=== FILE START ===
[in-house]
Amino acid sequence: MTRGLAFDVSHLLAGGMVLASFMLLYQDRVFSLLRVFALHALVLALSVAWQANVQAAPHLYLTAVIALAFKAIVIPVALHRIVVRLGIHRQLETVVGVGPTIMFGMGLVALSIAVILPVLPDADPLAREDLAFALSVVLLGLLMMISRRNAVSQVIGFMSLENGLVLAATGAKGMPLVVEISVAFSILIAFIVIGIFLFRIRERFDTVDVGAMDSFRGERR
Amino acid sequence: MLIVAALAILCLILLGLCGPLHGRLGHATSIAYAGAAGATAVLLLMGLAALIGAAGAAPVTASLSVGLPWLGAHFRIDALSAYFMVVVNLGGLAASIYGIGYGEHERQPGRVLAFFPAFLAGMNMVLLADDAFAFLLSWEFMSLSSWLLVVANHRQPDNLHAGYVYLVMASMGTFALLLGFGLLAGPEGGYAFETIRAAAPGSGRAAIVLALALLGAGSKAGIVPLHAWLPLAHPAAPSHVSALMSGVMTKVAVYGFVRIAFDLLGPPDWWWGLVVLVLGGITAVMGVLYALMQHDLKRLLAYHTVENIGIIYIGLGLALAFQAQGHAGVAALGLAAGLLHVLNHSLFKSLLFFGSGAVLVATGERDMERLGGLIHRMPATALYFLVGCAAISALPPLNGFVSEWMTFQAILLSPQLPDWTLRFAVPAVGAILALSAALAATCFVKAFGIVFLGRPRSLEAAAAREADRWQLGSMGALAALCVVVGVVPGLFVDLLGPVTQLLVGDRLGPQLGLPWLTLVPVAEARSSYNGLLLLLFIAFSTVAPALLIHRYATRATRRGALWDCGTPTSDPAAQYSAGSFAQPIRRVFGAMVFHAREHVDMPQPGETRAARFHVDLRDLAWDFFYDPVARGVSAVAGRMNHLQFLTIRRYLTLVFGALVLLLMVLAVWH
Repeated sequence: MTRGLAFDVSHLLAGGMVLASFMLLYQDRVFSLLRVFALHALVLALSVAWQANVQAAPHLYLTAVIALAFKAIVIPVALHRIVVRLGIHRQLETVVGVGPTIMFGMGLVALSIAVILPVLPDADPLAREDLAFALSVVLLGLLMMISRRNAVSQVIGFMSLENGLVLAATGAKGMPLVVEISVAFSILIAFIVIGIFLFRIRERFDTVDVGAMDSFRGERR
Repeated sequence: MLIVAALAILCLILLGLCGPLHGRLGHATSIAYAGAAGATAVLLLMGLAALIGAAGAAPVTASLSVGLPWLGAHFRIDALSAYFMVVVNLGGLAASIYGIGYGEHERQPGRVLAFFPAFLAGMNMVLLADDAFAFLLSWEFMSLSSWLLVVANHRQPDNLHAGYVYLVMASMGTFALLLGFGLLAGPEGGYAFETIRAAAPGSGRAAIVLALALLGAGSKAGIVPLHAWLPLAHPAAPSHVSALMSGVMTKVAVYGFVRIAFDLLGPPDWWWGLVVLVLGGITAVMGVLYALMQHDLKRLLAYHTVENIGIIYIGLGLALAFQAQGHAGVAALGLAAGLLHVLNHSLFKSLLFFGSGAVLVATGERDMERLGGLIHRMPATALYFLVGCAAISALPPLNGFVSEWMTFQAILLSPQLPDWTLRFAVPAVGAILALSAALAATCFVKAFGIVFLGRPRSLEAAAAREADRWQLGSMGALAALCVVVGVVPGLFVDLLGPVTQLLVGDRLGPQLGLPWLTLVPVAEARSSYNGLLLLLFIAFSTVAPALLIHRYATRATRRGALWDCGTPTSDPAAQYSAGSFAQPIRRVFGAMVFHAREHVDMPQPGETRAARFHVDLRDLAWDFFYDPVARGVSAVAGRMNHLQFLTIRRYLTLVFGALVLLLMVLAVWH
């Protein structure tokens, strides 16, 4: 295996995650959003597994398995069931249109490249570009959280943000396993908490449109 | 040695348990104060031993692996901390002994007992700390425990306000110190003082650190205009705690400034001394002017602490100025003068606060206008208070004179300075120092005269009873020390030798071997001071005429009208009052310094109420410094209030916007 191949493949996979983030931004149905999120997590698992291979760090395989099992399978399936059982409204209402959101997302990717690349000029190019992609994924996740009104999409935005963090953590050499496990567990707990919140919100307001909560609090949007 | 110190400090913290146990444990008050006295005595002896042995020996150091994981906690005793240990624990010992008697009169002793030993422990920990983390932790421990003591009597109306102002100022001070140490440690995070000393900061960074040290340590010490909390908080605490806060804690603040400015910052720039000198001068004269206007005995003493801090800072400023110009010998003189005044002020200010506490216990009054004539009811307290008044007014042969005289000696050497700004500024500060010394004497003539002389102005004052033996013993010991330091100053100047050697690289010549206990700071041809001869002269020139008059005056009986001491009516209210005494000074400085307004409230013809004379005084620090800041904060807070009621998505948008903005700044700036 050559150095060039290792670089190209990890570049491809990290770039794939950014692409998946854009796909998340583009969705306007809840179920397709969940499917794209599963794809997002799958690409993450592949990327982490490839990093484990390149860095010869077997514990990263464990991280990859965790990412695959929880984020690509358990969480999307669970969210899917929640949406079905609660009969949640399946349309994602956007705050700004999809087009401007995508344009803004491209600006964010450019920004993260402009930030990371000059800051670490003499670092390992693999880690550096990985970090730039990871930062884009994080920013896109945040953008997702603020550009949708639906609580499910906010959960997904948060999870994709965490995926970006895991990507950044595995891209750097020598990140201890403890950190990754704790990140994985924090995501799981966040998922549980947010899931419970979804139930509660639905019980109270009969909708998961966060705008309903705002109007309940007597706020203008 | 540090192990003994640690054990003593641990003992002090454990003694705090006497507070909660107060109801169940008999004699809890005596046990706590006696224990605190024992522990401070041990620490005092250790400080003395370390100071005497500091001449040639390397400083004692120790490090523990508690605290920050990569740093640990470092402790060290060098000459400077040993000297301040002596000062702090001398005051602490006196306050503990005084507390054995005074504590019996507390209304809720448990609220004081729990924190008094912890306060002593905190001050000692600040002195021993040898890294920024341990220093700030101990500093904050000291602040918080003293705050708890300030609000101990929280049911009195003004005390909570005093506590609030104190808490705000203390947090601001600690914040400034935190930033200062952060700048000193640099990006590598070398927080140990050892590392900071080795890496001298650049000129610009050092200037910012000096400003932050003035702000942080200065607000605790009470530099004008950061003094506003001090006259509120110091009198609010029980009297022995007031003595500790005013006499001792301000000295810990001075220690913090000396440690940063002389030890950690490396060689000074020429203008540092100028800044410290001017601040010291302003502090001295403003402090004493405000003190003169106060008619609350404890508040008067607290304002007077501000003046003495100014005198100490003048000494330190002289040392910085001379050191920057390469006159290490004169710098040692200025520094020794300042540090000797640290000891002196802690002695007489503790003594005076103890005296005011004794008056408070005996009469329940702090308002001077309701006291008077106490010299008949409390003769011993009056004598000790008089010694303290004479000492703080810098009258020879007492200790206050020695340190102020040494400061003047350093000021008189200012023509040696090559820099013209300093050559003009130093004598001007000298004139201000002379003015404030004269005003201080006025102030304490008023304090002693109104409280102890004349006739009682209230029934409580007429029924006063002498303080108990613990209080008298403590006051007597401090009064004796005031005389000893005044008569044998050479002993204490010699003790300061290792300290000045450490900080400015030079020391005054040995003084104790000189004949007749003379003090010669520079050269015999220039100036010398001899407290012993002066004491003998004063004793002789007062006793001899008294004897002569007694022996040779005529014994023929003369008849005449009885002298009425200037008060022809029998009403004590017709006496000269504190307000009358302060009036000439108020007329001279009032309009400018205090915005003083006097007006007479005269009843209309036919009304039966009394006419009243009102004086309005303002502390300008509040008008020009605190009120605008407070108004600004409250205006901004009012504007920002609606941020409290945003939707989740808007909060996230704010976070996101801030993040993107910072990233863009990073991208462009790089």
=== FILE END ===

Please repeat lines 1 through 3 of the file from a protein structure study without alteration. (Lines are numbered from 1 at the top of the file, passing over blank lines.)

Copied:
[in-house]
Amino acid sequence: MTRGLAFDVSHLLAGGMVLASFMLLYQDRVFSLLRVFALHALVLALSVAWQANVQAAPHLYLTAVIALAFKAIVIPVALHRIVVRLGIHRQLETVVGVGPTIMFGMGLVALSIAVILPVLPDADPLAREDLAFALSVVLLGLLMMISRRNAVSQVIGFMSLENGLVLAATGAKGMPLVVEISVAFSILIAFIVIGIFLFRIRERFDTVDVGAMDSFRGERR
Amino acid sequence: MLIVAALAILCLILLGLCGPLHGRLGHATSIAYAGAAGATAVLLLMGLAALIGAAGAAPVTASLSVGLPWLGAHFRIDALSAYFMVVVNLGGLAASIYGIGYGEHERQPGRVLAFFPAFLAGMNMVLLADDAFAFLLSWEFMSLSSWLLVVANHRQPDNLHAGYVYLVMASMGTFALLLGFGLLAGPEGGYAFETIRAAAPGSGRAAIVLALALLGAGSKAGIVPLHAWLPLAHPAAPSHVSALMSGVMTKVAVYGFVRIAFDLLGPPDWWWGLVVLVLGGITAVMGVLYALMQHDLKRLLAYHTVENIGIIYIGLGLALAFQAQGHAGVAALGLAAGLLHVLNHSLFKSLLFFGSGAVLVATGERDMERLGGLIHRMPATALYFLVGCAAISALPPLNGFVSEWMTFQAILLSPQLPDWTLRFAVPAVGAILALSAALAATCFVKAFGIVFLGRPRSLEAAAAREADRWQLGSMGALAALCVVVGVVPGLFVDLLGPVTQLLVGDRLGPQLGLPWLTLVPVAEARSSYNGLLLLLFIAFSTVAPALLIHRYATRATRRGALWDCGTPTSDPAAQYSAGSFAQPIRRVFGAMVFHAREHVDMPQPGETRAARFHVDLRDLAWDFFYDPVARGVSAVAGRMNHLQFLTIRRYLTLVFGALVLLLMVLAVWH